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Adios Guantanamo

Posted by jonathanfryer on Friday, 6th February, 2009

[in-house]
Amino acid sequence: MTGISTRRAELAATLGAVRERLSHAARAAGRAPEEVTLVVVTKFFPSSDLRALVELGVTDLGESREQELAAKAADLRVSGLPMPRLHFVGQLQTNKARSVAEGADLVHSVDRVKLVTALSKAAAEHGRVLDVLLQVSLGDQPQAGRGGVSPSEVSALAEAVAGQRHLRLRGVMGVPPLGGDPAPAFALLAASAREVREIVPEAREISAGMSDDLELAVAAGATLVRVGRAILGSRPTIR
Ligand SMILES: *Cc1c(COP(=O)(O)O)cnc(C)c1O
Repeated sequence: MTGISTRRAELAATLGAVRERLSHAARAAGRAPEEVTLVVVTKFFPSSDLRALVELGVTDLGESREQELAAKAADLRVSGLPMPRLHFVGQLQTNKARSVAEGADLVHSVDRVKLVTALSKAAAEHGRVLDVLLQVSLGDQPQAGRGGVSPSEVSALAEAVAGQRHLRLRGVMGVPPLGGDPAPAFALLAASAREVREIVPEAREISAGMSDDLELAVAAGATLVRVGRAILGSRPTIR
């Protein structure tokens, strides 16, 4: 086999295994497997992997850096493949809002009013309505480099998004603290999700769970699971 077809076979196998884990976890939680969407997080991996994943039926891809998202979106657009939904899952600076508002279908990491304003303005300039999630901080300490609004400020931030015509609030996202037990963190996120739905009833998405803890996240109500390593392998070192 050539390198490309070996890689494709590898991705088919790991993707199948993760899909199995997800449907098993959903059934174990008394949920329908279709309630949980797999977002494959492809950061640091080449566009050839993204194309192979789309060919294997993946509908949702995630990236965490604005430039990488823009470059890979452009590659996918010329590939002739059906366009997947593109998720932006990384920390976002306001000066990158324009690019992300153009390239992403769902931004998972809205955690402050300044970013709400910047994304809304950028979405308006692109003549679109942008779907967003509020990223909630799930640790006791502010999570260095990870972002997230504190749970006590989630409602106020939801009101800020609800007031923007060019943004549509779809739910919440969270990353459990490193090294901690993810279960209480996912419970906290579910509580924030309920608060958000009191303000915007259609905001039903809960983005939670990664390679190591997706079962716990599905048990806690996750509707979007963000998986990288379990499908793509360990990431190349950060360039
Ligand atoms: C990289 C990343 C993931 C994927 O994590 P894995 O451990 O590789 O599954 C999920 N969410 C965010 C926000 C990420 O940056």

The last remaining trial at the US detention facility at Guantanamo Bay has been halted, marking the end of a chapter in the disgraceful saga of Camp Delta. There are still a reported 250 detainees in custody there and the Obama administration has warned that it might take a year to close the facility down, as negotiations proceed about the dispersal of the inmates to the United States or to other countries willing to take them, or in some cases back home. I am confident history will judge the whole Guantanamo affair as one of the most damning indictments of the George W Bush presidency. Prisoners were often transferred there by the process known as ‘extraordinary rendition’, after torture in various parts of the world, with the connivance of several countries that ought to have known better and in the face of only muted protest from European governments, including Britain’s, which are meant to champion the values of justice, transparency and a respect for human rights. Liberal Democrats, including London MEP Sarah Ludford in the European Parliament, spoke out repeatedly against the illegal and inhuman aspects to the whole Camp Delta phenomenon. The US authorities repeatedly tried to obstruct the full truth coming out, as is still the case with the remaining British-based detainee, Binyam Mohamed. It is important that the quest for truth continues and that nothing like Guantanamo Bay is allowed to happen again.